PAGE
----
On opposite sides of the planet, Shelley had snow and Deirdre had sun – yet each wanted what the other had!
SUBJECT: Hi from a cold and frosty February morning in Brighton!
How are you today?
Another heavy frost this morning. The weatherman said it could be down to -3, but Briar and I aren’t worried. We enjoy these crisp, cold mornings for our walks in the woods. The watery sun makes the frost glisten, and it looks so pretty.
Jenny came over on Sunday with the kids. They loved playing out in the garden, throwing snowballs and making a snowman. When it got too cold they piled in and we had lots of lovely hot chocolate and biscuits, huddled round the fire.
Jenny’s thinking of going back to full time work. She’s asked me if I’ll take care of the kids after school. I said I’d be thrilled to. They’ll keep me company while Bill’s at work.
Well, must get the washing out of the machine so I can get it dry. No chance of it going outdoors! Never mind, I love the aroma of freshly laundered clothes in the house.
Email me back soon. Take care.
Shelley clicked send on the email to her sister, then shut the laptop lid. She pulled herself up from the kitchen table to see to the washing machine.
As she dragged the wet clothes from its belly she groaned.
It wasn’t spinning at all well. It would take ages to dry them on the small and already dilapidated clothes horse.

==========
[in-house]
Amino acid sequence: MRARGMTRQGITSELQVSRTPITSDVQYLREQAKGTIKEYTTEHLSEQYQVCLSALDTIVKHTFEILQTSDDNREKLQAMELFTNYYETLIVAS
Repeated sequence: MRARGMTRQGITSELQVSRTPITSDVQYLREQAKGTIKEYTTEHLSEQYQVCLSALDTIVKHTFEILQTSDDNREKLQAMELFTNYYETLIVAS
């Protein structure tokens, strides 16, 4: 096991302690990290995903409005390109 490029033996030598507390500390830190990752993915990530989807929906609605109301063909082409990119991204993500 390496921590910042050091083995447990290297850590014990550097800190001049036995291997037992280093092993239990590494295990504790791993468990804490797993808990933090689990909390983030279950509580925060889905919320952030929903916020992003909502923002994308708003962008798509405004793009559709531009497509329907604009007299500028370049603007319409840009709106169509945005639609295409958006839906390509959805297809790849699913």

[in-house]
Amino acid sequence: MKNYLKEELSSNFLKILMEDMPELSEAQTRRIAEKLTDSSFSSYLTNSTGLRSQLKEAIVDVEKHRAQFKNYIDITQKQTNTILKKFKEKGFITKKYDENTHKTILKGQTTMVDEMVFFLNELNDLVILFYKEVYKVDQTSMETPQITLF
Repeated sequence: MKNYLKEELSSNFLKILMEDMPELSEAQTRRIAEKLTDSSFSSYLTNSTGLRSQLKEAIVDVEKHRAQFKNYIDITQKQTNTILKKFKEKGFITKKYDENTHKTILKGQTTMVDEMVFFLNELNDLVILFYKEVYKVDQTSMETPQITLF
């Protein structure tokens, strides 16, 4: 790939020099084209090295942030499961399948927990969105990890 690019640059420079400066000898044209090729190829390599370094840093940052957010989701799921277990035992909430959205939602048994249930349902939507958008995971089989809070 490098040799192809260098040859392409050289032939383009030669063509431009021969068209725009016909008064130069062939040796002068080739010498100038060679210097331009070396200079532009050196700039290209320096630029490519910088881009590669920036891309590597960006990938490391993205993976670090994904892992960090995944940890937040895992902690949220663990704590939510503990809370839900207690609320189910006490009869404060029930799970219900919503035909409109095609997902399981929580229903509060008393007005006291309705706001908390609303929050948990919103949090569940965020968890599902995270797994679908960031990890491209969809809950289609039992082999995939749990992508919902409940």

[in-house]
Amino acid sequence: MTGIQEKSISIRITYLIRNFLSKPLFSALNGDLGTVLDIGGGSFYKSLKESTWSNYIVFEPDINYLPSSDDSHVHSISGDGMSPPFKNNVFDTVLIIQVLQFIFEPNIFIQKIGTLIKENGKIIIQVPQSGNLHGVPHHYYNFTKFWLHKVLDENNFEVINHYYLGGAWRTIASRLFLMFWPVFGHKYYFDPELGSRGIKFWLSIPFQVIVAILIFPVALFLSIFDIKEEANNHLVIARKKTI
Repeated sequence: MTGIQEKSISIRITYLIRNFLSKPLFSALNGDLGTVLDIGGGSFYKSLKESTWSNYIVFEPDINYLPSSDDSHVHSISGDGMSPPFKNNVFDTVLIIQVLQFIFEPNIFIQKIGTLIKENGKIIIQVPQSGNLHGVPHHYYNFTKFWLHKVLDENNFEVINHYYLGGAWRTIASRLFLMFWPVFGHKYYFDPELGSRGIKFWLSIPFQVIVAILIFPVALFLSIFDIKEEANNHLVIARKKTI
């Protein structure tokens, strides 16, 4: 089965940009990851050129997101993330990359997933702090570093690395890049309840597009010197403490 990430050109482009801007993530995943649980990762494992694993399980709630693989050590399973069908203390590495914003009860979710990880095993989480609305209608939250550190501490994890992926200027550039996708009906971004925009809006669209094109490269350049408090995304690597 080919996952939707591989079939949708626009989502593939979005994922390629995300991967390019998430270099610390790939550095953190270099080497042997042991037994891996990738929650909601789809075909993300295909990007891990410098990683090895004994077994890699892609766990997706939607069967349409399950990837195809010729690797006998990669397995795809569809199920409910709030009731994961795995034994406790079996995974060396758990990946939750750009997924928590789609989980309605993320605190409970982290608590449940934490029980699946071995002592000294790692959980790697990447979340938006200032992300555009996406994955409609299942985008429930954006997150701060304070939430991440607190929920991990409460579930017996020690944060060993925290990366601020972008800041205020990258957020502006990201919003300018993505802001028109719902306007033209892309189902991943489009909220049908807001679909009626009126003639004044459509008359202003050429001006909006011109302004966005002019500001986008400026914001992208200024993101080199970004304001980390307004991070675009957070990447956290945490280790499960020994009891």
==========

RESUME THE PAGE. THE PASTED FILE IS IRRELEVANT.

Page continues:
She glanced out of the kitchen window and surveyed the frost perched on the washing line. No, there really wasn’t any point.
Why had she offered so quickly to take her grandchildren on after school? She loved them dearly but didn’t want to be tied every day.
She’d seen her own children on their way and now it was her time to do something.
But what? It would have to be something she could do in school hours.
She’d had a few part-time jobs over the years, to earn a bit of money and get out of the house, but nothing she’d wanted to do long term. She hadn’t worked for a few years now.
It didn’t help that Bill worked such long hours and even when he did have some time off, was reluctant to go away anywhere.
She’d told him it was time he slowed down a bit, but he’d told her that was nonsense.
The thought of the mandatory stroll with Briar made her shiver. More like mandatory slip and slide. She’d better make sure she wore her sturdy boots.
Deirdre was no doubt nice and warm out in Brisbane. She tried to picture her sister sitting in the garden with a fizzy drink and a straw, resplendent in sun hat and shorts.
“Come on, Briar. Let’s get this over and done with.”
SUBJECT: Hi from sunny Oz!
Enjoyed your email yesterday, but -3? I can barely remember what that feels like now! It’s 26 in the shade today already, and it’s only 9am.
I’ve spent the last few mornings tidying up the garden. It’s coming along nicely. I’ve managed to plant up some hibiscus and grey myrtle this week, both very pretty. It’s wonderful spending time out there now.
My friend Holly has asked me to meet her in town at Queen Street Mall for lunch and a spot of retail therapy. I love a girly trip out.
Take care, sis. I’m going out on the patio now for my breakfast.
Love Deirdre xxx
Deirdre looked out onto the garden, gripping her bowl and cup. No, she couldn’t face the heat.
Having meals outside more often was one of the things she’d looked forward to when they’d contemplated the move halfway round the world. However, the novelty had long since paled.